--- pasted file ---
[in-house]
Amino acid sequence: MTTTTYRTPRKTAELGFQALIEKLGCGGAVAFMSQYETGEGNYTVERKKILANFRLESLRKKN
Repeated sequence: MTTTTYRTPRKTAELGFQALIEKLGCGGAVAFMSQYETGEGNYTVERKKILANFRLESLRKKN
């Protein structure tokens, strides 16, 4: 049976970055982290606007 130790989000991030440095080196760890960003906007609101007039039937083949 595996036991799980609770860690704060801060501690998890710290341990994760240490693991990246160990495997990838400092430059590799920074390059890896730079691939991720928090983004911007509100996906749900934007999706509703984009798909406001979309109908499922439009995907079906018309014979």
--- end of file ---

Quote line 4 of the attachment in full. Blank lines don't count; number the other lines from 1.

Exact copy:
């Protein structure tokens, strides 16, 4: 049976970055982290606007 130790989000991030440095080196760890960003906007609101007039039937083949 595996036991799980609770860690704060801060501690998890710290341990994760240490693991990246160990495997990838400092430059590799920074390059890896730079691939991720928090983004911007509100996906749900934007999706509703984009798909406001979309109908499922439009995907079906018309014979």